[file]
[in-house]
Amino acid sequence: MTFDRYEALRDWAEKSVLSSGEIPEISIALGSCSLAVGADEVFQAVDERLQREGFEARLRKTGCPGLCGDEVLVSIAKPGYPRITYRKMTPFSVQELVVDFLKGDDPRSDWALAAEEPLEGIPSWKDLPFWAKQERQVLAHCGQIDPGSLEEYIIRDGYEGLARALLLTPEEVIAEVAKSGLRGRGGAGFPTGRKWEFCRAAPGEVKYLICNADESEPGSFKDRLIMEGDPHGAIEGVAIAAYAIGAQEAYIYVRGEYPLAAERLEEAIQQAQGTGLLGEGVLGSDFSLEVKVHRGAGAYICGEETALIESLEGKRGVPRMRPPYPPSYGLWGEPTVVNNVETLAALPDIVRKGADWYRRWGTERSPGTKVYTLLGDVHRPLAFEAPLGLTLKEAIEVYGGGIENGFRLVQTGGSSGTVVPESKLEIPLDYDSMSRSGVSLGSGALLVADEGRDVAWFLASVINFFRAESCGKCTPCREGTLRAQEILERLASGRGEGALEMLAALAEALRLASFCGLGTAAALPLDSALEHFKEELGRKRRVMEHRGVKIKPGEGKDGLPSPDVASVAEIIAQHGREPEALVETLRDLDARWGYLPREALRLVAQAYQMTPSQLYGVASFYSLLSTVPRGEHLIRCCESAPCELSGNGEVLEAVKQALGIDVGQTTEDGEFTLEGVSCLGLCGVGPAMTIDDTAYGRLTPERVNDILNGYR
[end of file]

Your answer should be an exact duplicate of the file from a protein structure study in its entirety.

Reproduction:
[in-house]
Amino acid sequence: MTFDRYEALRDWAEKSVLSSGEIPEISIALGSCSLAVGADEVFQAVDERLQREGFEARLRKTGCPGLCGDEVLVSIAKPGYPRITYRKMTPFSVQELVVDFLKGDDPRSDWALAAEEPLEGIPSWKDLPFWAKQERQVLAHCGQIDPGSLEEYIIRDGYEGLARALLLTPEEVIAEVAKSGLRGRGGAGFPTGRKWEFCRAAPGEVKYLICNADESEPGSFKDRLIMEGDPHGAIEGVAIAAYAIGAQEAYIYVRGEYPLAAERLEEAIQQAQGTGLLGEGVLGSDFSLEVKVHRGAGAYICGEETALIESLEGKRGVPRMRPPYPPSYGLWGEPTVVNNVETLAALPDIVRKGADWYRRWGTERSPGTKVYTLLGDVHRPLAFEAPLGLTLKEAIEVYGGGIENGFRLVQTGGSSGTVVPESKLEIPLDYDSMSRSGVSLGSGALLVADEGRDVAWFLASVINFFRAESCGKCTPCREGTLRAQEILERLASGRGEGALEMLAALAEALRLASFCGLGTAAALPLDSALEHFKEELGRKRRVMEHRGVKIKPGEGKDGLPSPDVASVAEIIAQHGREPEALVETLRDLDARWGYLPREALRLVAQAYQMTPSQLYGVASFYSLLSTVPRGEHLIRCCESAPCELSGNGEVLEAVKQALGIDVGQTTEDGEFTLEGVSCLGLCGVGPAMTIDDTAYGRLTPERVNDILNGYR